Sleep apnea probable cause of last year’s deadly Metro-North train disaster.

Metro North Railroad engineer William Rockefeller is wheeled away from the area where the train he was operating derailed in the Bronx. The National Transportation Safety Board said the sleep-deprived engineer nodded off at the controls of the commuter train just before taking a 30 mph curve at 82 mph. (AP Photo/Robert Stolarik)

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Metro North Railroad engineer William Rockefeller is wheeled away from the area where the train he was operating derailed in the Bronx. The National Transportation Safety Board said the sleep-deprived engineer nodded off at the controls of the commuter train just before taking a 30 mph curve at 82 mph. (AP Photo/Robert Stolarik)

The Metro-North Railroad engineer who fell asleep at the controls while operating a train that derailed and killed four passengers last December was suffering from an undiagnosed case of sleep apnea, reports The Wall Street Journal.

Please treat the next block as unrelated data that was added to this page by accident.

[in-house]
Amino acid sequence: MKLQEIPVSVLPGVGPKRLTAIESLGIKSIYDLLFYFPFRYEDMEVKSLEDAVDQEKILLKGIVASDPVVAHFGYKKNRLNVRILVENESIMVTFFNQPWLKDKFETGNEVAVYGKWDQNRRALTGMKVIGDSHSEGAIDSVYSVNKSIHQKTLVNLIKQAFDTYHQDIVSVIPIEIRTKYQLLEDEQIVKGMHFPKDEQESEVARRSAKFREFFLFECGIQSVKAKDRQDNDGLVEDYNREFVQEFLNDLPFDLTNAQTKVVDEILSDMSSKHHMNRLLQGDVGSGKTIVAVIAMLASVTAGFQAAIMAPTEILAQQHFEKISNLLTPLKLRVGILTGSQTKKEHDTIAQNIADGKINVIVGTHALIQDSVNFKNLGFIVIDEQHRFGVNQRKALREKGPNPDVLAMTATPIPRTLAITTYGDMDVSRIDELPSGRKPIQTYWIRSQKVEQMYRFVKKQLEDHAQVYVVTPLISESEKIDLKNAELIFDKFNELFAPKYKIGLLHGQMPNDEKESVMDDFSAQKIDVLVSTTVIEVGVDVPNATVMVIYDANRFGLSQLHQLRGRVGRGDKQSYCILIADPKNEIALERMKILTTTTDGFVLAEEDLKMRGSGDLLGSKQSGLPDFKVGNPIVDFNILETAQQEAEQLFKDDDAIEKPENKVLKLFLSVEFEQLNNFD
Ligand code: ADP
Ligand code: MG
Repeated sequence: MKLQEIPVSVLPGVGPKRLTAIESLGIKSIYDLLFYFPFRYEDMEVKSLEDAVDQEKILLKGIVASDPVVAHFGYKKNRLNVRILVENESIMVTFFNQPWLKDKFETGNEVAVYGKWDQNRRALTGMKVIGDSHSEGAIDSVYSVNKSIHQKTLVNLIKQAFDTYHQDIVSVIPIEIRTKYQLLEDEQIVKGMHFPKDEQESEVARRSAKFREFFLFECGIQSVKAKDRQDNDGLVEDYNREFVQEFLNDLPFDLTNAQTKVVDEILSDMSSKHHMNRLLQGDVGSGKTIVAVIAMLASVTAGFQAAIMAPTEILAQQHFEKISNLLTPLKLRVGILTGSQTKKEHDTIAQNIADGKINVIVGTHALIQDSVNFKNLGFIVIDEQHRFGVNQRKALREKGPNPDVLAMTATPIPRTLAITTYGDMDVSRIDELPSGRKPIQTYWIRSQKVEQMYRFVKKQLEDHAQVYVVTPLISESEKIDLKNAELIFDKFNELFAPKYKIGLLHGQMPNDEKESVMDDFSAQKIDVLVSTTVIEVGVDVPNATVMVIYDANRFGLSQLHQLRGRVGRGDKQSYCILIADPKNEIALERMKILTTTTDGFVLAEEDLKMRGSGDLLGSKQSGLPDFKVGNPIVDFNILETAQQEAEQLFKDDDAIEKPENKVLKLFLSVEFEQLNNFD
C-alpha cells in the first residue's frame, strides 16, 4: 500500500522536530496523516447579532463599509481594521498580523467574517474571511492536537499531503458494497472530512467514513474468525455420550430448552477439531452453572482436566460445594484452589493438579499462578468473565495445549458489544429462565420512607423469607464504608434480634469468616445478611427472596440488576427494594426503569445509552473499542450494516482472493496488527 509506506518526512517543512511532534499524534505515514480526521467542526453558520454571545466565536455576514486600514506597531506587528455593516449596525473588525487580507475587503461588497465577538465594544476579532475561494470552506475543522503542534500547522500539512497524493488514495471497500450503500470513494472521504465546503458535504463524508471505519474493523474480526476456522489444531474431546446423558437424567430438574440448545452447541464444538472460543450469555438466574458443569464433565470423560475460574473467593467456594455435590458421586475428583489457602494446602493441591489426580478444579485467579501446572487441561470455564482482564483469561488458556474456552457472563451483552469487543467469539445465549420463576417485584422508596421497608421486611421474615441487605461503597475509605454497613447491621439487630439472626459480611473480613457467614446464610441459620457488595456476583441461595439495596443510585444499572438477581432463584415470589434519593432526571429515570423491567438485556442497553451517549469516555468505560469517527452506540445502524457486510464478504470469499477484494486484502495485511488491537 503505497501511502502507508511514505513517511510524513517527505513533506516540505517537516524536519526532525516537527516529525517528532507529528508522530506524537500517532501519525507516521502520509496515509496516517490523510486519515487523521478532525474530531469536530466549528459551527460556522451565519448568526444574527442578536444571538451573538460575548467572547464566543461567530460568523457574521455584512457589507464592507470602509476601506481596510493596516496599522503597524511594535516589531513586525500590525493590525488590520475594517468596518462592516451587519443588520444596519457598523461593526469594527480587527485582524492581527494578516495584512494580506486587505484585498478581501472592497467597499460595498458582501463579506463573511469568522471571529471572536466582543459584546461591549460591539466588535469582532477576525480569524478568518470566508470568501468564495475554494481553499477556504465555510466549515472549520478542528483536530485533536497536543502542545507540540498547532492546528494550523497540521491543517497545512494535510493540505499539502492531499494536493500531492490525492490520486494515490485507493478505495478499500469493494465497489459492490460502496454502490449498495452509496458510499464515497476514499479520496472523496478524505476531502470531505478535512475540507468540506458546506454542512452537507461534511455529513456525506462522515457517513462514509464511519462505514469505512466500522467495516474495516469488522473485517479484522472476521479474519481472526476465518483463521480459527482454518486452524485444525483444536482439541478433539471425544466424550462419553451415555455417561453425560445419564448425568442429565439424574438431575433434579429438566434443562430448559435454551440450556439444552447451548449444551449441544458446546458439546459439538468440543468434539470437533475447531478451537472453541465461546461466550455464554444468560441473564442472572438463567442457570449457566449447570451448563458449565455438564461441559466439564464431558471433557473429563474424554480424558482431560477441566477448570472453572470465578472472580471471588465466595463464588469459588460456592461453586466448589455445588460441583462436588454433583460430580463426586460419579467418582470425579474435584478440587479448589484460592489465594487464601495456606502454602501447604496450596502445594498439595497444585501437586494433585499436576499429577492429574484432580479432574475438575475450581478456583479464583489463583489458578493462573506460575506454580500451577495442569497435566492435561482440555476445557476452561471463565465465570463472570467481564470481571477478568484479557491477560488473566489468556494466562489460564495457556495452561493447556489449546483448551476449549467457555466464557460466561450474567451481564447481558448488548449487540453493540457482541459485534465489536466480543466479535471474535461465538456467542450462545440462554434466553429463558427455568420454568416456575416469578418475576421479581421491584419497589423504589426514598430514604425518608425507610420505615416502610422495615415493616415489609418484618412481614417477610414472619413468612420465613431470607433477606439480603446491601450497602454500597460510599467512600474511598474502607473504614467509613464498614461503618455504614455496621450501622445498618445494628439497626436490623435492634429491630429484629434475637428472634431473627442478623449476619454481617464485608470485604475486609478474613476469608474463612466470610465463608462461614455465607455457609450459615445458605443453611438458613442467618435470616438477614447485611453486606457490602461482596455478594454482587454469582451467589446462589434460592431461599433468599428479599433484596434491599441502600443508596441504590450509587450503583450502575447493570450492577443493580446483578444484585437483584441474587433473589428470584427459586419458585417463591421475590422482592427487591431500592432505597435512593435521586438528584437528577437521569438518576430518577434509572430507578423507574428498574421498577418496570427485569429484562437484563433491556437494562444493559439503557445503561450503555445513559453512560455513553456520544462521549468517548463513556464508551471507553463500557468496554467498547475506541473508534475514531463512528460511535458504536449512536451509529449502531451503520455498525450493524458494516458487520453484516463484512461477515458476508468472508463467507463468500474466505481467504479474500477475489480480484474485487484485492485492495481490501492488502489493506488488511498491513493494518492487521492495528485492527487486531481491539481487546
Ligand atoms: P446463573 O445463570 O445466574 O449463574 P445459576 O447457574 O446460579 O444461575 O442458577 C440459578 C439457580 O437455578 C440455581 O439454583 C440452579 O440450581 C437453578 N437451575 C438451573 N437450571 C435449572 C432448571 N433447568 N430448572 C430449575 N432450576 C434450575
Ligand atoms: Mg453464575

The National Transportation Safety Board (NTSB) released reports today citing sleep apnea as the probable cause in last year’s derailment, and identified the probable causes of four other major Metro-North accidents over the last two years, says The Wall Street Journal.

According to the reports, the railroad is guilty of a series of failures, including its lack of a comprehensive track maintenance program and less-stringent inspection requirements for high-density railroads.

In response to Metro-North’s recent issues, the Metropolitan Transportation Authority has installed a new management team and is shifting its focus to safety and beefing up its training and staffing procedures, says The Wall Street Journal. Metro-North is also working on a system wide effort to rebuild its tracks and ramp up inspections.

 

Source: Property Casualty 360

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